Social media in the outdoors has evolved over time. Enjoying outdoor pursuits has changed from solitude and enjoying the scenery to going simply for the ‘gram. As stated before, there has been a change in the way we take pictures. This art form has evolved into posing and posturing for social media likes.

Chase explains, “It’s as if the instagram tourists are performing the experience of being in nature rather than simply being in nature. [Solitude and scenery] used to be the purview of a club of outdoor purists. Now, it seems, any fool with a smartphone can have it for themselves.” Yes, even us fools are able to step foot in the outdoors and capture amazing photos. But it’s the very act of taking these photographs that takes away from experiencing nature. The dreamlike state achieved on top of a vista is interrupted by the story we wish to tell later on.

Naive first-timers step out of their vehicles at lookout points or scramble to the end of a trail and reach for their cameras. While these moments are captured on film, the feelings have already been put on the shelf. Not everyone knows what “we” know. They don’t understand the ideologies of the Leave No Trace Principles, they are not familiar with trail etiquette. Rather, they run across fragile surfaces to capture the perfect frame, they stand in the middle of the trail to pose for a picture. Lisa Chase described it best when she said, “At their point of entry to the natural world- where they went for the picture that shows they were there- they don’t yet see it for the vulnerable temple it is.” Our serene landscapes have yet to have an impact on their lives because they are too busy behind the lens of their camera.

How Can this be Mitigated?

We can mitigate social media in the outdoors by teaching people how to be reverent in nature. Continued exposure and experiences in these places instill a sense of protection in users. They see the beauty and the fragility of these natural areas and are therefore inspired to care for them. Check out some ways to protect our natural lands below.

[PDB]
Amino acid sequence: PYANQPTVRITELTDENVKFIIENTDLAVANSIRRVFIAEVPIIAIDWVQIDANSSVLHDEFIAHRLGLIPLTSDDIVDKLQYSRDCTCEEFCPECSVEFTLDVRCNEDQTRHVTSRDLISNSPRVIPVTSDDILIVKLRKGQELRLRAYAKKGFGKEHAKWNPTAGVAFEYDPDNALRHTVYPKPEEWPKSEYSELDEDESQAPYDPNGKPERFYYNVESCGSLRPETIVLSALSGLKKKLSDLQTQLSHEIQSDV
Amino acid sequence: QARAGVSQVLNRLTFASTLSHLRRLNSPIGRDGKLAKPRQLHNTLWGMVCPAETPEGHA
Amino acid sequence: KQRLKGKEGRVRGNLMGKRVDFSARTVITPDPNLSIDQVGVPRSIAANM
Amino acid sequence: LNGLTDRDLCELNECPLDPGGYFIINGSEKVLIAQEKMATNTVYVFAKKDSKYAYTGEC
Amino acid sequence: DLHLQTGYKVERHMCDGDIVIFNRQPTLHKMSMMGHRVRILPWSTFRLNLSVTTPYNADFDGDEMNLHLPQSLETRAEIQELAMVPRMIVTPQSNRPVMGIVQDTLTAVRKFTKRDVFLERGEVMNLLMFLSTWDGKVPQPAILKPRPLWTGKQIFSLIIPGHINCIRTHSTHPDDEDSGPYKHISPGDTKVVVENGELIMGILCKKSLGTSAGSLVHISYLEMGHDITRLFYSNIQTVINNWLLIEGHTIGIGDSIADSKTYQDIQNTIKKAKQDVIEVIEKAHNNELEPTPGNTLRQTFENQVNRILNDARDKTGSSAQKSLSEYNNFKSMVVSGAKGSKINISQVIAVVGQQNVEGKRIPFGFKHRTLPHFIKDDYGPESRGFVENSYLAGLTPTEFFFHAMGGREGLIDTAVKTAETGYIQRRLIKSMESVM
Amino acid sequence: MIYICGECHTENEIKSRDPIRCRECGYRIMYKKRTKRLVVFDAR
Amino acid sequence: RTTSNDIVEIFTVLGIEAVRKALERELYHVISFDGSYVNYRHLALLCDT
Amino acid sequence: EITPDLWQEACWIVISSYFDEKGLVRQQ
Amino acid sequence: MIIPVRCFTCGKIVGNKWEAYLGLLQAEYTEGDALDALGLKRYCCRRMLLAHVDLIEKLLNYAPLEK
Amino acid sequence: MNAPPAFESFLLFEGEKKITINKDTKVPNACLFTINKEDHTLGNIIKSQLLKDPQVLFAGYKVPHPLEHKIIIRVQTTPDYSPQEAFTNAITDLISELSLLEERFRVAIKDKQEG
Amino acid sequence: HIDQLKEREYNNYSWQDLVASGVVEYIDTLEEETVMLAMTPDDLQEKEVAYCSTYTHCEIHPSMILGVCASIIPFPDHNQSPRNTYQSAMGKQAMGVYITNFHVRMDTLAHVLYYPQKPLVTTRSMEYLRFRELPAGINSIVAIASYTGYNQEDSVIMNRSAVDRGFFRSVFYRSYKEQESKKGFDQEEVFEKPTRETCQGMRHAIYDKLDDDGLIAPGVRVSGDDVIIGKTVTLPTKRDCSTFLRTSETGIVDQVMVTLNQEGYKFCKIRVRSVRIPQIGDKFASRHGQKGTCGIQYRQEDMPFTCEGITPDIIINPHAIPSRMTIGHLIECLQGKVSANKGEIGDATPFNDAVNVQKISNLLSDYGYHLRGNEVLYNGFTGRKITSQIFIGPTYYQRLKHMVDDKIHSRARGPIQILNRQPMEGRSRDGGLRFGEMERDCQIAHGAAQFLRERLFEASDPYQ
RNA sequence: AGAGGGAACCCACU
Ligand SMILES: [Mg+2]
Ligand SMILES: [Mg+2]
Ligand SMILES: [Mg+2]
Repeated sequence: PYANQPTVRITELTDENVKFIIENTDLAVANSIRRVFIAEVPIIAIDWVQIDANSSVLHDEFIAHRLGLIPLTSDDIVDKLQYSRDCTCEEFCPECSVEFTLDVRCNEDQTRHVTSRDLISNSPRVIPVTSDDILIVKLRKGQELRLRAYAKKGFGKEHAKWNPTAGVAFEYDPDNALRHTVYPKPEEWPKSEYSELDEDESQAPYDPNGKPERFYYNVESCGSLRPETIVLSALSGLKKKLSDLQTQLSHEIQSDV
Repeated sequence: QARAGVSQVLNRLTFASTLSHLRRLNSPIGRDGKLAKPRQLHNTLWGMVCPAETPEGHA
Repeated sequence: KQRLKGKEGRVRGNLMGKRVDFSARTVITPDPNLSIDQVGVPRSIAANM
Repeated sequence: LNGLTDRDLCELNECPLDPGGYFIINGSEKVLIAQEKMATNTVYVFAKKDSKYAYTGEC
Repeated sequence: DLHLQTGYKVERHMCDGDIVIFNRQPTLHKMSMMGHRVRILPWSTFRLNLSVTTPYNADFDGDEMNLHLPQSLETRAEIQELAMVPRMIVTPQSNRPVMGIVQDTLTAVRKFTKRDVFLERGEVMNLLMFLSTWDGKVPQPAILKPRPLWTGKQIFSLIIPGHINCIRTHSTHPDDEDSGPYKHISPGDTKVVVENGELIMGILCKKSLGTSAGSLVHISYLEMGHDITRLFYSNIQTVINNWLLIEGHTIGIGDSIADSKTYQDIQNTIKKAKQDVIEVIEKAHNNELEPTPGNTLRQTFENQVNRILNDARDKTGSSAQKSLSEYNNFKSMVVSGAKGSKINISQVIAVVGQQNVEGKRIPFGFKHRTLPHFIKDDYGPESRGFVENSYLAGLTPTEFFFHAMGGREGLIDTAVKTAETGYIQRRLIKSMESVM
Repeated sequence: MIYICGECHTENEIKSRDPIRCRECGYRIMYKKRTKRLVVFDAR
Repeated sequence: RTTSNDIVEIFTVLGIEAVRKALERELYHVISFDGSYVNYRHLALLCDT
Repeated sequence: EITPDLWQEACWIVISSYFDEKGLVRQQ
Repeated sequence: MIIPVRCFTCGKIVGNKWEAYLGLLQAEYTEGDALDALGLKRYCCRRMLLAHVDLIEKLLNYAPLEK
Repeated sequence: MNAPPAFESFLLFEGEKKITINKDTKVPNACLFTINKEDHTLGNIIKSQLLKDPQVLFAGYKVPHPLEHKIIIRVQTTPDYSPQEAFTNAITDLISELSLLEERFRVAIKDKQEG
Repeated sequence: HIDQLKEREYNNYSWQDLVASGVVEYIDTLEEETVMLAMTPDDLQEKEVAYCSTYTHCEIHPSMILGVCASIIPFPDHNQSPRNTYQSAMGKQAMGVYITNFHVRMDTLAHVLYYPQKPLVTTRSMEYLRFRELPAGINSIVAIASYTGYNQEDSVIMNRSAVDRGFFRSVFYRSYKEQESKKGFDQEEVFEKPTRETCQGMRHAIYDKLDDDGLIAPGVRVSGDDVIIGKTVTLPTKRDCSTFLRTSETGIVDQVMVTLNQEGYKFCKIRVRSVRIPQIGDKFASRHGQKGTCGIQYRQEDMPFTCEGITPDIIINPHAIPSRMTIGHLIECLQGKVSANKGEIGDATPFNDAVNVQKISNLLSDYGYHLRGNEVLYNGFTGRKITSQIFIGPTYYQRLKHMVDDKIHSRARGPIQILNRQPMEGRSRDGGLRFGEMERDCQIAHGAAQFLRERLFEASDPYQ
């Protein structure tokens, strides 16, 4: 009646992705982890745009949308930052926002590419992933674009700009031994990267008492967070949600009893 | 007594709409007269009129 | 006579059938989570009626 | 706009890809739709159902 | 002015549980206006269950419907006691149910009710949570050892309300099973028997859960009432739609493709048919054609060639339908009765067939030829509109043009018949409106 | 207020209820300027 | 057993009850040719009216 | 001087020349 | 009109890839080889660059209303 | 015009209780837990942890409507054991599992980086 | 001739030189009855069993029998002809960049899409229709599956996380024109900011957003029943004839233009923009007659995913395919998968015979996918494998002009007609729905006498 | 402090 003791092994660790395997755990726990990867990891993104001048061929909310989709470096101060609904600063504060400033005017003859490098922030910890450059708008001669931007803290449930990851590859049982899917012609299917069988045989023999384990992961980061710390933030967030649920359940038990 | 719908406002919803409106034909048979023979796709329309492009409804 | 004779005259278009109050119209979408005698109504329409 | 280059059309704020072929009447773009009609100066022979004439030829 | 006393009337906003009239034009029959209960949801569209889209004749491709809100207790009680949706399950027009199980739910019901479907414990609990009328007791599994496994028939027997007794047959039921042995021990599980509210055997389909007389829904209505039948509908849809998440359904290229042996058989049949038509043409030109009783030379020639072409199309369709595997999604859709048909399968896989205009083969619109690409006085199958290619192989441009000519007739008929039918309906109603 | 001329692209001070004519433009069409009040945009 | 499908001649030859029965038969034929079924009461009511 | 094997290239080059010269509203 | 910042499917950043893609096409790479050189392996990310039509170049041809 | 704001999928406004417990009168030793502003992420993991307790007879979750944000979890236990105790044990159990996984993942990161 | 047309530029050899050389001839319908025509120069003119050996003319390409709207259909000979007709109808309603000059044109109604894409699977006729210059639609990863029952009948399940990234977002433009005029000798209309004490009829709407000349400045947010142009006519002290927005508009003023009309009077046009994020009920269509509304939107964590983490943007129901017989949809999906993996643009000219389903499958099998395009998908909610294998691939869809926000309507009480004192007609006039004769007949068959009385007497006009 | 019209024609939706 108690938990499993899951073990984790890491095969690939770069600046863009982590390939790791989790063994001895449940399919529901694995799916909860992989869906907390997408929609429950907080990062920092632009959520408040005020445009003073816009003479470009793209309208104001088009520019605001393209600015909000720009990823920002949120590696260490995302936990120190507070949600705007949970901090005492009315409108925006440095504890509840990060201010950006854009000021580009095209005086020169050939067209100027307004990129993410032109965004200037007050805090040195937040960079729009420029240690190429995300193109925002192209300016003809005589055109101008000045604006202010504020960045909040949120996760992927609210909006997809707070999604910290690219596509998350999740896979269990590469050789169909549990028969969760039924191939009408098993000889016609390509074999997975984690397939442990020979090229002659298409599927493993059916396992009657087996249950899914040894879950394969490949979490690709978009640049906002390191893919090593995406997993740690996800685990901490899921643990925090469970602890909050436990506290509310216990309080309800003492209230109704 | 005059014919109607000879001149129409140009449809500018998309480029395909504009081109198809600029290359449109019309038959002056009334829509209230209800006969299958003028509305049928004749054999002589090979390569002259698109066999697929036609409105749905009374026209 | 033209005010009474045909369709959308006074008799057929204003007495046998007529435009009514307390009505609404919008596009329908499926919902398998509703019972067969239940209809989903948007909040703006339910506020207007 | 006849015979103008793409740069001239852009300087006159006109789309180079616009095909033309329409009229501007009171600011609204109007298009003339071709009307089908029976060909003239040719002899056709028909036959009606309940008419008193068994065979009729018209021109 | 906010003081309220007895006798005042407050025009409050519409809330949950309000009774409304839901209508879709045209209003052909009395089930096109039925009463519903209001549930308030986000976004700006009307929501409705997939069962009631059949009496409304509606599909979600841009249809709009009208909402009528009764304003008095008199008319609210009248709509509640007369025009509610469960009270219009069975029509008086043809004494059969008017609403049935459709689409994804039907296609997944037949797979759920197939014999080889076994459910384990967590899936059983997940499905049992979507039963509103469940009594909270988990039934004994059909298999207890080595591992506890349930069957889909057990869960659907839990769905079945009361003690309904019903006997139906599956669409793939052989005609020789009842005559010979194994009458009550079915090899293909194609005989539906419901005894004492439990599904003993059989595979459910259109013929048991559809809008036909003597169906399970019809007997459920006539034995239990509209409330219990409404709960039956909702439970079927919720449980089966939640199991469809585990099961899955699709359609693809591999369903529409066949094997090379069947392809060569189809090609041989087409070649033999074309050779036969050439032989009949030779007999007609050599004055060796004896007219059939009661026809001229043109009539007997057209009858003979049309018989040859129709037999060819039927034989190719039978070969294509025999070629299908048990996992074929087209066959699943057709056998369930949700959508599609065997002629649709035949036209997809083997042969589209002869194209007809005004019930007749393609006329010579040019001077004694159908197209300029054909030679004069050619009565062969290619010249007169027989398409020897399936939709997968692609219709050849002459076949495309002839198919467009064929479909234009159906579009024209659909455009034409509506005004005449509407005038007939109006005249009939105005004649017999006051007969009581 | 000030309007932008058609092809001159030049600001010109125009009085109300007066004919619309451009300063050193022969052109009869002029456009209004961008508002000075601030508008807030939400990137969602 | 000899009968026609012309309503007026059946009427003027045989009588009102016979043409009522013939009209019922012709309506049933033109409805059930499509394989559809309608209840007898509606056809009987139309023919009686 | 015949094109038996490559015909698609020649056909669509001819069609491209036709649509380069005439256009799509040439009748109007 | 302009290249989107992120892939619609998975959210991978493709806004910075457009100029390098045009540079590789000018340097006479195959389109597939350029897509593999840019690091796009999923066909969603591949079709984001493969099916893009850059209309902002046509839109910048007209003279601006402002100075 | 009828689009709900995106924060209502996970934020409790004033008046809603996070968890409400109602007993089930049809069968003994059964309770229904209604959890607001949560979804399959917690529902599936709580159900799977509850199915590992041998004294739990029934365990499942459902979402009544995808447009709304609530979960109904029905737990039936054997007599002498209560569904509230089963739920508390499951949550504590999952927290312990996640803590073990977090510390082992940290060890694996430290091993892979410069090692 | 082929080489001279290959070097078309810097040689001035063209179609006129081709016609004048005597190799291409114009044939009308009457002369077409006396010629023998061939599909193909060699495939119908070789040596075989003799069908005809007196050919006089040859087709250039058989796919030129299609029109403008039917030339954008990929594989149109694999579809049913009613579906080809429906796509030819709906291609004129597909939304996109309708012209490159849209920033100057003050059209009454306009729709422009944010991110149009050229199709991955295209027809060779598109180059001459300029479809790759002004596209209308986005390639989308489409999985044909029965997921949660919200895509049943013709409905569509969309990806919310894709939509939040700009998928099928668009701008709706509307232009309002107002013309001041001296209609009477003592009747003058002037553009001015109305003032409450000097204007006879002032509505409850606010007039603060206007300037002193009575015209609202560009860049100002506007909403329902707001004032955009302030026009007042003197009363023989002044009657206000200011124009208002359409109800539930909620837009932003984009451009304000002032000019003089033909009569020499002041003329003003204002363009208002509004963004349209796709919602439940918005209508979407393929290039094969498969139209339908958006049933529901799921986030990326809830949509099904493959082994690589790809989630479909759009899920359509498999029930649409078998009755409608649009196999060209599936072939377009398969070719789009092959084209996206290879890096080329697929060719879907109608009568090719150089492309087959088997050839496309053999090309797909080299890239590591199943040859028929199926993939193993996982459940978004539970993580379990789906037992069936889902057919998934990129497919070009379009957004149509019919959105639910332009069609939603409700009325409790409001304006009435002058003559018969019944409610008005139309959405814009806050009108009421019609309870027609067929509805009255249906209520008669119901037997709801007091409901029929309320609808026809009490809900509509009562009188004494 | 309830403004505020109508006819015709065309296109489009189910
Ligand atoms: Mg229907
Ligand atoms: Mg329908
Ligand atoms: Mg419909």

1. Journaling: Natural landscapes evoke a multitude of emotions: sometimes the best way to hold onto those feelings is through photography. What if users took a less interrupted route to capturing the moment? Journaling is a great way to seize emotions and thoughts in the moment. A pen to paper approach would eliminate the posturing & posing and would enable people to simply be in nature.
  2. Follow Environmentally Conscious Influencers on Social Media: Drone videos, crazy stunts, and awe-inspiring poses on the edge of a cliff are entertaining, yes. But these photos and videos may not always be as sustainable as they should be. Clean up your social media feeds and find environmentally conscious influencers to follow and inspire your own sense of adventure.
  3. Become Familiar with Leave No Trace Principles: Channel your inner bigfoot and leave no trace! Familiarize yourself with the seven LNT Principles and be an advocate in our natural lands. For more information on the seven principles click here.
  4. Learn Trail Etiquette: The American Hiking Society identifies ten general rules for etiquette on the trail. While these are attuned to hiking, they can be used generally out in nature. For instance: 1. Enjoy these spaces quietly- speak in low voices and do not play music out loud, 2. Those going downhill yield to those coming uphill, 3. All breaks should be taken off the trail so others may pass, 4. When moving in groups, do so single-file, and 5. Be respectful of others and wildlife.
  5. Utilize Healthy Geotagging Practices: Everyone loves to find new trails and travel destinations. At what point do these geotags become detrimental to the location’s health? Check out our previous article titled The Good, the Bad, and the Geotag for more information.

Conclusion

Unfortunately, my weekend of solitude and state of reverie came to an end. Wisconsin’s north woods, like so many other places in the world, is full of peace and quiet. When we head out into nature it is essential to remember to respect these places, to treat the outdoors like the temple it really is. Doing so will enable other people and future generations to experience them in the same way. In the words of Woody Guthrie:

This land is your land, and this land is my land

From the California, to the New York Island

From the Redwood Forest, to the Gulf stream waters

This land was made for you and me.

We want to acknowledge and thank the past, present, and future generations of all Native Nations and Indigenous Peoples whose ancestral lands we travel, explore, and play on. Always practice Leave No Trace ethics on your adventures and follow local regulations. Please explore responsibly!